In the early 1960s Bremian stage theatre underwent a quasi revolution when the likes of Kurt Hübner, Peter Zadek, Peter Stein, Rainer Werner Fassbinder, or Vadim Glowna redefined German theatre, yanking it from its bourgeois complacency into what came to be known as “Bremen style”, an aesthetic and political reflection on the problems, risks, liberties and pleasures of modern urban life. Half a century on, this is still the gold standard for intellectual theatre in Germany.

Lovers of lighter Thespian pursuits can of course revel in the city’s fine Metropol Theatre. This is where the cast of Cats, the world’s premier classical Chinese dance and music company, Shenyun, the Russian National Ballet, the 100 Voices Gospel Choir, or Chris de Burgh meet at the revolving door – an eclectic mix if ever there was one.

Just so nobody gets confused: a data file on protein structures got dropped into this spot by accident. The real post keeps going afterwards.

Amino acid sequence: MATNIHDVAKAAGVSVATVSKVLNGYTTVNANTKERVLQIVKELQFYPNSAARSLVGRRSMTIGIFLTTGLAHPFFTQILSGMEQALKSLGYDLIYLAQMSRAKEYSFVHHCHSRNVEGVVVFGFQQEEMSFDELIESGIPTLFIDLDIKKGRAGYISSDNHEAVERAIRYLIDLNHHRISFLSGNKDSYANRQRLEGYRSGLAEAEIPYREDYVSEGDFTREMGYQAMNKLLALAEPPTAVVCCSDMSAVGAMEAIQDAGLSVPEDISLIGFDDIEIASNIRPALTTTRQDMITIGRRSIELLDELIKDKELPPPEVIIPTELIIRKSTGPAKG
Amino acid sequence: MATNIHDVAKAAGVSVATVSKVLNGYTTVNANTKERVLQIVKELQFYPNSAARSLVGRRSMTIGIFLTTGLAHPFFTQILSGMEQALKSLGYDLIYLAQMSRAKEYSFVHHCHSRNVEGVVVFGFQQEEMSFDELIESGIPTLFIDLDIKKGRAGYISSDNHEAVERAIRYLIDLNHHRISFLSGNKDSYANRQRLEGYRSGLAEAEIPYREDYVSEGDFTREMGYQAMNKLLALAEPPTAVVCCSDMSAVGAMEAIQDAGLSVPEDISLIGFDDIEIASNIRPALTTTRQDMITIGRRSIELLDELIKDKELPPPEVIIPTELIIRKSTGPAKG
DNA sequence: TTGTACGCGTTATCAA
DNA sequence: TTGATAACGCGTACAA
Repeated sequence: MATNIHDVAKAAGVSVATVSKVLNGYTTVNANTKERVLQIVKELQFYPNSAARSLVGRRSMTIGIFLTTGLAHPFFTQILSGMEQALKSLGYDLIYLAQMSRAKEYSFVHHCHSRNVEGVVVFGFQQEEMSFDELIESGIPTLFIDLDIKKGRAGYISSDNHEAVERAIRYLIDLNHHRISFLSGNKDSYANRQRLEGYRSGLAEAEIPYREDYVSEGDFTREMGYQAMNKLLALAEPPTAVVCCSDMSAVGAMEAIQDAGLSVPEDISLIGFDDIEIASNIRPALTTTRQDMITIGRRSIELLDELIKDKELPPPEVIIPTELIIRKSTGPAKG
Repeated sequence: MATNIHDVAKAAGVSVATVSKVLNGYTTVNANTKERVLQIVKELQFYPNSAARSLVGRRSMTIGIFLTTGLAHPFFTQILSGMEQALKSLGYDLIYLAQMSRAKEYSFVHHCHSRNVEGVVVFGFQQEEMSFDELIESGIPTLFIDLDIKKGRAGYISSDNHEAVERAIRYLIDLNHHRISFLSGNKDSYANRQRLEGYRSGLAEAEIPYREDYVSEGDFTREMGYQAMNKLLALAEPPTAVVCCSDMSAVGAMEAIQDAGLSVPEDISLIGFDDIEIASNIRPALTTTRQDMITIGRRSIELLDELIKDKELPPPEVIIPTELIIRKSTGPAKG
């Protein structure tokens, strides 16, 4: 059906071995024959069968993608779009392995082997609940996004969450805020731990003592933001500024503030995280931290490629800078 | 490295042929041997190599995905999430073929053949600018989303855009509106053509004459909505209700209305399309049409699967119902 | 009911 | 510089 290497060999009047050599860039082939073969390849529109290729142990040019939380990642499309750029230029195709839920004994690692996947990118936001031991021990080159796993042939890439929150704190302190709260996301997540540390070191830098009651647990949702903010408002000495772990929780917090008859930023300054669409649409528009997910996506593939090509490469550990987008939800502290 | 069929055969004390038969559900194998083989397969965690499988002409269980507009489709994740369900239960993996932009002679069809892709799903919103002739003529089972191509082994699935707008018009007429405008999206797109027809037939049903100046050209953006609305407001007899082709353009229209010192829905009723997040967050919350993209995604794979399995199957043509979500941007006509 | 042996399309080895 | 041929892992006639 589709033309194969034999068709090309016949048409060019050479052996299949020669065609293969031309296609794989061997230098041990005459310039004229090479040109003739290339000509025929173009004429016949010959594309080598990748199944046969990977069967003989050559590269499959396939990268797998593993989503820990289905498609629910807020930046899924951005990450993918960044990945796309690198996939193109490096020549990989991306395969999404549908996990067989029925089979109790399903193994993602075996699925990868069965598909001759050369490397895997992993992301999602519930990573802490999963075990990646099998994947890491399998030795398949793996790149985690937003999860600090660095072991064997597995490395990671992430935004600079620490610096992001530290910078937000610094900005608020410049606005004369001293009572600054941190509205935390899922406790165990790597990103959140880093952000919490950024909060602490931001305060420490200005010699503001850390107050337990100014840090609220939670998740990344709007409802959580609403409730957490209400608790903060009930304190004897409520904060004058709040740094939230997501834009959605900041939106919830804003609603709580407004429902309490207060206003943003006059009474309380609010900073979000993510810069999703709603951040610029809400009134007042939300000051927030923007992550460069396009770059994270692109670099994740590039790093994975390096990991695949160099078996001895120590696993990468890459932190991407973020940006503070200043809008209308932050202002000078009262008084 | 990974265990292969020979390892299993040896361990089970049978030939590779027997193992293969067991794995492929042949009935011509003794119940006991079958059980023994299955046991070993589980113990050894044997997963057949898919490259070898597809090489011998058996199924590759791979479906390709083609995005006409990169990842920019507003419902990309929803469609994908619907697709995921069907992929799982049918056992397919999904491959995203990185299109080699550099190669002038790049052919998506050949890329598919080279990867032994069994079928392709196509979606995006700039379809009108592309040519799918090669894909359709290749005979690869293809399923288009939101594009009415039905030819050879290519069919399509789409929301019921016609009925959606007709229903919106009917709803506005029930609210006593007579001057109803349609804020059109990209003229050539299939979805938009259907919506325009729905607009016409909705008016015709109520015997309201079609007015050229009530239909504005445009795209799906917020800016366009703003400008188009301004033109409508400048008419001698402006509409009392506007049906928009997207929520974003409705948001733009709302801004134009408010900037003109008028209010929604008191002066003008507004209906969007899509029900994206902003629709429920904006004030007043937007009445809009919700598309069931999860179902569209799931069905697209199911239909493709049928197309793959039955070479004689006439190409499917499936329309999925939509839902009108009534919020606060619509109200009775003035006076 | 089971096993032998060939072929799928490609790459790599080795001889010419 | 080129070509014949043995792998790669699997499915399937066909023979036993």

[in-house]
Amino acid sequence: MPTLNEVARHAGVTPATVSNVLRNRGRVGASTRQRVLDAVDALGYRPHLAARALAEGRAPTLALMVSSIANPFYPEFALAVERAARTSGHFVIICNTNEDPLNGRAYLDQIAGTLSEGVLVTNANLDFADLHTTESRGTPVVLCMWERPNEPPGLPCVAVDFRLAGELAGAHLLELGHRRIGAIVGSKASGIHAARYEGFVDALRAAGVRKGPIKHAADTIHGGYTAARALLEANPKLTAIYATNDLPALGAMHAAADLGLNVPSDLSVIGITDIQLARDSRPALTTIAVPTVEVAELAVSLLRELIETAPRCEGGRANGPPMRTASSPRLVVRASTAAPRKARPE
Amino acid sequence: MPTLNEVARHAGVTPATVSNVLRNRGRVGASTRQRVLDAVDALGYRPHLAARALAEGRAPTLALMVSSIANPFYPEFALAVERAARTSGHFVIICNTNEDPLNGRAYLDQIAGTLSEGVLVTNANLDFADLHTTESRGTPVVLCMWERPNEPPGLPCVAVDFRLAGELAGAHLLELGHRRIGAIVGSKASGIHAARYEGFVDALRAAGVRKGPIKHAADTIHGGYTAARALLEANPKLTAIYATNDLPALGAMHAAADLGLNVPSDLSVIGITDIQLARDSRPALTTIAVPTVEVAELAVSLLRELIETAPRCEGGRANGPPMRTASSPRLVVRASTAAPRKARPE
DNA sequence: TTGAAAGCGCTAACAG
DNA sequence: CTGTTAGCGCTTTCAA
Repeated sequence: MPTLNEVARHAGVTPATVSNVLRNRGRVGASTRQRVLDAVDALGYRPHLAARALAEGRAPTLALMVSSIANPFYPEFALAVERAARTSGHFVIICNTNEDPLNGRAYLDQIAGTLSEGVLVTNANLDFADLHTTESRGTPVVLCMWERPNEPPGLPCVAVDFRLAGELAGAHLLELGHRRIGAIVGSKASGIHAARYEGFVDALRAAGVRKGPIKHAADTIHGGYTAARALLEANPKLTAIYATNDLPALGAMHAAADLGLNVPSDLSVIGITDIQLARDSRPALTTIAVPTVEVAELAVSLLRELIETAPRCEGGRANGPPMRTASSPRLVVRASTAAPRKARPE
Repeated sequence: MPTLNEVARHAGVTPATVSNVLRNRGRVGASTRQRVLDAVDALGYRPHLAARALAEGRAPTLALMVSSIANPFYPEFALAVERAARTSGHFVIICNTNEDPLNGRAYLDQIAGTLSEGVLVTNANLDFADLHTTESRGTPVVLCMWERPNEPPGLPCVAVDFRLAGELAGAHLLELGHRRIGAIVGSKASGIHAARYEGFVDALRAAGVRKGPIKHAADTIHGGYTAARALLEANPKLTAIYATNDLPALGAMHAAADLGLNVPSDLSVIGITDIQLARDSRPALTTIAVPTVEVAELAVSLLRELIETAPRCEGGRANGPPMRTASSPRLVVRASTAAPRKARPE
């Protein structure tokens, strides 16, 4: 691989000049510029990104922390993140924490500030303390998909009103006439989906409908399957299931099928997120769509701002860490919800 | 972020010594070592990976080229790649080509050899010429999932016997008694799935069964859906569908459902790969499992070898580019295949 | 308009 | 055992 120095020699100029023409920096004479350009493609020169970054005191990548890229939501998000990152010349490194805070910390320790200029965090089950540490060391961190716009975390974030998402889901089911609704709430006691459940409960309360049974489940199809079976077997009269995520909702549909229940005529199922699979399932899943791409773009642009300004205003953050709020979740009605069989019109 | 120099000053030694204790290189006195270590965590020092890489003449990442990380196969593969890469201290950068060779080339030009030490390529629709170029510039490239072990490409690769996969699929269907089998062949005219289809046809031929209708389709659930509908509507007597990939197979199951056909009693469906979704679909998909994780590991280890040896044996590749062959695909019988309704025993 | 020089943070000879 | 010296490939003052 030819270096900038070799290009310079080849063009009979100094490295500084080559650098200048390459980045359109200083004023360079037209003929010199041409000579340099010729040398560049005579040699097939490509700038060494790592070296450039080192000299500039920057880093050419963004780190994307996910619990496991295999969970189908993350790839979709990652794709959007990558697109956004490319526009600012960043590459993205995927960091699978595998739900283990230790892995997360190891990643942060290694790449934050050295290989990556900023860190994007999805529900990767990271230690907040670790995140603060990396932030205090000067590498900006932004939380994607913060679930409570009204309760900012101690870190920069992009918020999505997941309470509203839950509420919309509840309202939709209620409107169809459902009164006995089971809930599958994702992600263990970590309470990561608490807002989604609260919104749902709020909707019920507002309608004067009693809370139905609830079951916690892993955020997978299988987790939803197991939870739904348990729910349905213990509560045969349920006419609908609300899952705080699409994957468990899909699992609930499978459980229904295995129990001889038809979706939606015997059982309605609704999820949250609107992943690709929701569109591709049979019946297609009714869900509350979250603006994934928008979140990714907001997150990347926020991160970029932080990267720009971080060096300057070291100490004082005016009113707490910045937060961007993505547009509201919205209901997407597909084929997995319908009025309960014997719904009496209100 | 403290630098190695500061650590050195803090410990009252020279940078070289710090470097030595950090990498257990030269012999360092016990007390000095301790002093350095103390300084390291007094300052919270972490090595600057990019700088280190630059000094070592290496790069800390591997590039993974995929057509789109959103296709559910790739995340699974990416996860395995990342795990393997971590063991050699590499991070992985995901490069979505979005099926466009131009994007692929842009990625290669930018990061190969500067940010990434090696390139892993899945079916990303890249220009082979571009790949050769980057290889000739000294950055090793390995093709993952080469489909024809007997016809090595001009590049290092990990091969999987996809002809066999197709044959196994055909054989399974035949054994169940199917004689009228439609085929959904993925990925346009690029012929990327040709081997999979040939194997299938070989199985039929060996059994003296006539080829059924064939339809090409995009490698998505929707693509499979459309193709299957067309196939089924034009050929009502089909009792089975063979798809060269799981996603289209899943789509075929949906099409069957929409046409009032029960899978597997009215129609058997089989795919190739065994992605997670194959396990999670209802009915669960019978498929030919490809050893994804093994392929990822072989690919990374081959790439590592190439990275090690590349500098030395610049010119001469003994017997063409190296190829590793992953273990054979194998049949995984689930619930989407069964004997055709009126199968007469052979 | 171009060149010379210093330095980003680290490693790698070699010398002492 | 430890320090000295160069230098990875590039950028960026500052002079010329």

Melomaniacs are well served, too. When legendary conductor Herbert von Karajan said of The Glocke auditorium that is was one of the three best concert halls in Europe, and Dame Margaret Price, one of opera’s alltime best sopranos, declared it to be “the finest hall in the world for singers”, you may take their word for it.

More into visual and plastic arts? No problem. The Kunsthalle art gallery and the Weserburg museum have got you covered.